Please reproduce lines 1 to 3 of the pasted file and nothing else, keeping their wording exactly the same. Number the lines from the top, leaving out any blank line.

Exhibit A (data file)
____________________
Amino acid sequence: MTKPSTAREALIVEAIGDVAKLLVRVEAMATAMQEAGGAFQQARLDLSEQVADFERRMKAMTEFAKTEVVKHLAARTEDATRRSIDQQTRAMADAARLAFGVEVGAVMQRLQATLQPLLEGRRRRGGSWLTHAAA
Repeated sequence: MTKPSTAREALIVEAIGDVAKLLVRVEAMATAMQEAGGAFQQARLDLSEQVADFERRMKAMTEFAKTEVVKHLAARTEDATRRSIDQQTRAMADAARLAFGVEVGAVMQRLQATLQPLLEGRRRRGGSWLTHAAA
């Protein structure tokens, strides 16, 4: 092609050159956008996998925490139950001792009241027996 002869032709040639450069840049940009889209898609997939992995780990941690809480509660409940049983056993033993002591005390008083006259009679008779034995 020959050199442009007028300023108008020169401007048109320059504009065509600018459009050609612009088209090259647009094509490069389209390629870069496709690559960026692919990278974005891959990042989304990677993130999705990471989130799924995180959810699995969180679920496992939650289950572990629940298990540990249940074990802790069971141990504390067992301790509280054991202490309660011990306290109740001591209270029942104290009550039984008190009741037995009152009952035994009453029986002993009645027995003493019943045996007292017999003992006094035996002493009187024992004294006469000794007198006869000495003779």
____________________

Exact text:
Amino acid sequence: MTKPSTAREALIVEAIGDVAKLLVRVEAMATAMQEAGGAFQQARLDLSEQVADFERRMKAMTEFAKTEVVKHLAARTEDATRRSIDQQTRAMADAARLAFGVEVGAVMQRLQATLQPLLEGRRRRGGSWLTHAAA
Repeated sequence: MTKPSTAREALIVEAIGDVAKLLVRVEAMATAMQEAGGAFQQARLDLSEQVADFERRMKAMTEFAKTEVVKHLAARTEDATRRSIDQQTRAMADAARLAFGVEVGAVMQRLQATLQPLLEGRRRRGGSWLTHAAA
């Protein structure tokens, strides 16, 4: 092609050159956008996998925490139950001792009241027996 002869032709040639450069840049940009889209898609997939992995780990941690809480509660409940049983056993033993002591005390008083006259009679008779034995 020959050199442009007028300023108008020169401007048109320059504009065509600018459009050609612009088209090259647009094509490069389209390629870069496709690559960026692919990278974005891959990042989304990677993130999705990471989130799924995180959810699995969180679920496992939650289950572990629940298990540990249940074990802790069971141990504390067992301790509280054991202490309660011990306290109740001591209270029942104290009550039984008190009741037995009152009952035994009453029986002993009645027995003493019943045996007292017999003992006094035996002493009187024992004294006469000794007198006869000495003779």